When the “Golden Age” of classic video games hit the American mainstream, much of the country was somewhat bemused by this new phenomena. Adults didn’t know what had hit them, as millions of teenagers across the country spent many waking hours in dark arcades that had sprung up all over the USA. From laundromats to 7-Eleven convenience stores – video games had finally hit popular culture.
News reports sprung up – hoping to shine a light on what was happening; some reported on the good, some on the bad aspects of the craze. So here, 35 years later, is a compilation of some of those news features that have been shared to YouTube, and they make for interesting watching, given what video games have become today.
CBS News put out a 30 minute examination in 1982 of the video game culture abridged in two parts here. It’s really obvious from the tone of the report that it took the country by surprise. Check out the cool footage of Atari’s Sunnyvale factory in California:
That soundbite from Don Osbourne (Vice President of Sales at Atari) is fantastic:
We are a space-age society. We are an electronic society. We are a society that has grown up with an enormous amount of exposure to television. The interest in video games is simply a reflection of that.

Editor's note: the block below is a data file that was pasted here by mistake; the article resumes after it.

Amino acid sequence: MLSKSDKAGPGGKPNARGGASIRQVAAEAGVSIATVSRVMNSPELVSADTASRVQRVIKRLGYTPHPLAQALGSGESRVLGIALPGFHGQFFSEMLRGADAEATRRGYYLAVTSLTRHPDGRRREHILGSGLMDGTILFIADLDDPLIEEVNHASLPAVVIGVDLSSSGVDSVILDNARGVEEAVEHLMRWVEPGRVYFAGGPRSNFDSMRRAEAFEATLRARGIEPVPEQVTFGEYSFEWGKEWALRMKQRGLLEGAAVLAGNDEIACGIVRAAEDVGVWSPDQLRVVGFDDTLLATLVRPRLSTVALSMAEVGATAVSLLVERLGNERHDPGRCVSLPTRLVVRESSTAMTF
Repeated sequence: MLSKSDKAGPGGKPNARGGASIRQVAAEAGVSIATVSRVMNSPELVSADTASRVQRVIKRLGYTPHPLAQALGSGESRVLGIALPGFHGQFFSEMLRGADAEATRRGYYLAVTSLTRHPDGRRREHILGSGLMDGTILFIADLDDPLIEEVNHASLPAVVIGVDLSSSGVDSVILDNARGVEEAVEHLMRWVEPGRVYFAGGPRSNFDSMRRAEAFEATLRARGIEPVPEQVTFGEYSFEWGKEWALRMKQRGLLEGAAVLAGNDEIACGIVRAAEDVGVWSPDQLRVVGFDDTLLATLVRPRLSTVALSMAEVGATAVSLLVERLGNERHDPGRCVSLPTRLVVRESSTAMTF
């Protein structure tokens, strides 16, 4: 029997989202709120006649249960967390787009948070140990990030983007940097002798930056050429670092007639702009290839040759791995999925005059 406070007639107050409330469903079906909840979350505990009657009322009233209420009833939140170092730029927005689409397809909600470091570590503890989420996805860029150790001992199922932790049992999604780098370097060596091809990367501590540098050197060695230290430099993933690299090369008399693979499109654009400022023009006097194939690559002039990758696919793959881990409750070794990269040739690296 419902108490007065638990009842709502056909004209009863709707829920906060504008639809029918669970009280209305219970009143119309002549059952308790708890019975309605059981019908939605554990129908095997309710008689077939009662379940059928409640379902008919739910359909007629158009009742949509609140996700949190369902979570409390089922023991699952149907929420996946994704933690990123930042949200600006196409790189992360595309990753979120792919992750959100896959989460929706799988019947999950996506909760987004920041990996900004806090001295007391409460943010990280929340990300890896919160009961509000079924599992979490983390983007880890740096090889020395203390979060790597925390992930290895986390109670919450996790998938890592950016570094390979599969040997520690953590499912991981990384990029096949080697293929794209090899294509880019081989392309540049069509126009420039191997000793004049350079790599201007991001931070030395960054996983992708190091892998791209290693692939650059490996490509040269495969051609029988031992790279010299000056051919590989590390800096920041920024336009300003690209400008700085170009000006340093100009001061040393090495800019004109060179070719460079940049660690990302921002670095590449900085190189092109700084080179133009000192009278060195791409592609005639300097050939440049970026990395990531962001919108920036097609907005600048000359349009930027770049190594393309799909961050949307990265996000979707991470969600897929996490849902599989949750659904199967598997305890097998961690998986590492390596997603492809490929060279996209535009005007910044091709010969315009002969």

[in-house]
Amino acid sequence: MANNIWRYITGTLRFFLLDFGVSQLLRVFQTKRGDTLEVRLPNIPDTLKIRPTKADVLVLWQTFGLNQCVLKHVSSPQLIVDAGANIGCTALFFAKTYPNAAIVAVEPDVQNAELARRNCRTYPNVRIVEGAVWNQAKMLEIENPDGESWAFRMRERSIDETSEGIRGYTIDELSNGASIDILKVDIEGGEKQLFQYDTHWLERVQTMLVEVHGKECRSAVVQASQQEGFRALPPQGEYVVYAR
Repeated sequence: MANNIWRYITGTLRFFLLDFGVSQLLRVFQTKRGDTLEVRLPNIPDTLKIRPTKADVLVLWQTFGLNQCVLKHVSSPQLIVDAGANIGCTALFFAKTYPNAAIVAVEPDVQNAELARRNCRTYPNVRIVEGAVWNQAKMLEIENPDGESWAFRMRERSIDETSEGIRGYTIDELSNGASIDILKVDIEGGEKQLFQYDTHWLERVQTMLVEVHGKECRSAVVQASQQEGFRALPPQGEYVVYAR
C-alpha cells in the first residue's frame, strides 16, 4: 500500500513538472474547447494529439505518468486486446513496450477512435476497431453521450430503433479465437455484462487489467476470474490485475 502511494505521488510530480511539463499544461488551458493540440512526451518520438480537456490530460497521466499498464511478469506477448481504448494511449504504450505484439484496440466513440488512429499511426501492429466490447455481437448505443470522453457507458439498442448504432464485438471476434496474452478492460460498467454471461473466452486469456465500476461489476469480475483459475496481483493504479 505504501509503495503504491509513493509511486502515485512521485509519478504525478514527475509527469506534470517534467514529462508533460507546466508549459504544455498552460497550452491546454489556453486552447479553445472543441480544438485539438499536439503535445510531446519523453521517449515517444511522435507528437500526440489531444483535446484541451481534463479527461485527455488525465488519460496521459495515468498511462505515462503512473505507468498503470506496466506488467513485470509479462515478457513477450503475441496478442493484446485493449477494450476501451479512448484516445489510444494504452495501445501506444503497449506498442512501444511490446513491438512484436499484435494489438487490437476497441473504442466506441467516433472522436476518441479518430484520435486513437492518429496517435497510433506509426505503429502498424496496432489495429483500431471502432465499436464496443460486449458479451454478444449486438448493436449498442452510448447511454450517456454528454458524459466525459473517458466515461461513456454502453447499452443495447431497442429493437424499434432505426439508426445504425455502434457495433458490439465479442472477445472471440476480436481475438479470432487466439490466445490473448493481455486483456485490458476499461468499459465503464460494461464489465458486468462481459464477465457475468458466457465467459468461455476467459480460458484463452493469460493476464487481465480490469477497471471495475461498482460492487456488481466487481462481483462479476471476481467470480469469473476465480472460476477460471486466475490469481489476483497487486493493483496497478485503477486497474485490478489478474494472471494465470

In the second part, CBS took the time to talk to arcade owners, players and developers, including a young-looking Steve Richie:
Notice the footage of the New York legislators trying to pass laws banning young teenagers from frequenting arcades.
ABC Channel 7 in Los Angeles ran a similar expose of the video game phenomenon during the same year. Titled Video Fever, there is some very cool footage here. Including some capture from Chicago’s Midway factory, and an interview with management from Taito America:
There’s a really interesting part in that report at 5:10 that refers to Taito’s supposed new game in development called Toasters and Chainsaws. This is a game you will not have heard of. Why? Because it was completely fictitious! The two guys from Taito interviewed in the film, Rex Battenberg and Mark Blaszcyk were tracked down in 2011, and asked about this particular ‘game’ – they both confirmed that Toasters and Chainsaws was a fake name to throw people off the trail for that very news report. The reason being that Taito was so secretive about what they were working on back in those days. According to Blaszcyk:
It is correct that Toasters & Chainsaws was never a real game. It certainly was never tested. All it was, was a marquee.
Additionally, according to the report 134 players were asked if they’d ever received an injury playing the machines. 65% reporting receiving various injuries ranging from BLISTER, CALLOUS, ARTHRALGIA and TENDONITIS. Got to love that stat – all confirmed by a serious looking doctor wearing a white coat. More on that later.
Another interesting claim in the feature was that in the states of Georgia, Rhode Island, New Hampshire, New York, California and Massachusetts, some towns had either restricted the use of video game arcades or banned them altogether. Fears about America’s youth being brainwashed and corrupted by video games was a real fear. Incredible stuff considering today’s world of Mortal Kombat and Grand Theft Auto.